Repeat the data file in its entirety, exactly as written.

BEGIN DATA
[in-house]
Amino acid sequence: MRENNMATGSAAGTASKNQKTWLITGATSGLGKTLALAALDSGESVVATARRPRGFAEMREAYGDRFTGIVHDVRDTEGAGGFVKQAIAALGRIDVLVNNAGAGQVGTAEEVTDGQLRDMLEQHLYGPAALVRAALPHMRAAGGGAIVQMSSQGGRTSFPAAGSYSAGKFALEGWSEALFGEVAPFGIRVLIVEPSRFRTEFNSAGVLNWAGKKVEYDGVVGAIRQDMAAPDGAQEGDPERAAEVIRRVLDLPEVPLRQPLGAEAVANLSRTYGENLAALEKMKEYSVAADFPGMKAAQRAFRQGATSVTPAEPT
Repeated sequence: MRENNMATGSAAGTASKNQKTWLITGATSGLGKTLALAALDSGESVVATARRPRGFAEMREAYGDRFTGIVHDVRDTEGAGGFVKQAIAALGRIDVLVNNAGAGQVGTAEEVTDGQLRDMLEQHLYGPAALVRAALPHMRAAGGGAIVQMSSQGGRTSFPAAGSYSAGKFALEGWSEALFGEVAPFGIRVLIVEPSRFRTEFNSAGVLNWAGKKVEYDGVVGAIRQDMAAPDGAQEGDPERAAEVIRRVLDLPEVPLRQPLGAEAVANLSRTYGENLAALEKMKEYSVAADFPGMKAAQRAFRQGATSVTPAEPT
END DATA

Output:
[in-house]
Amino acid sequence: MRENNMATGSAAGTASKNQKTWLITGATSGLGKTLALAALDSGESVVATARRPRGFAEMREAYGDRFTGIVHDVRDTEGAGGFVKQAIAALGRIDVLVNNAGAGQVGTAEEVTDGQLRDMLEQHLYGPAALVRAALPHMRAAGGGAIVQMSSQGGRTSFPAAGSYSAGKFALEGWSEALFGEVAPFGIRVLIVEPSRFRTEFNSAGVLNWAGKKVEYDGVVGAIRQDMAAPDGAQEGDPERAAEVIRRVLDLPEVPLRQPLGAEAVANLSRTYGENLAALEKMKEYSVAADFPGMKAAQRAFRQGATSVTPAEPT
Repeated sequence: MRENNMATGSAAGTASKNQKTWLITGATSGLGKTLALAALDSGESVVATARRPRGFAEMREAYGDRFTGIVHDVRDTEGAGGFVKQAIAALGRIDVLVNNAGAGQVGTAEEVTDGQLRDMLEQHLYGPAALVRAALPHMRAAGGGAIVQMSSQGGRTSFPAAGSYSAGKFALEGWSEALFGEVAPFGIRVLIVEPSRFRTEFNSAGVLNWAGKKVEYDGVVGAIRQDMAAPDGAQEGDPERAAEVIRRVLDLPEVPLRQPLGAEAVANLSRTYGENLAALEKMKEYSVAADFPGMKAAQRAFRQGATSVTPAEPT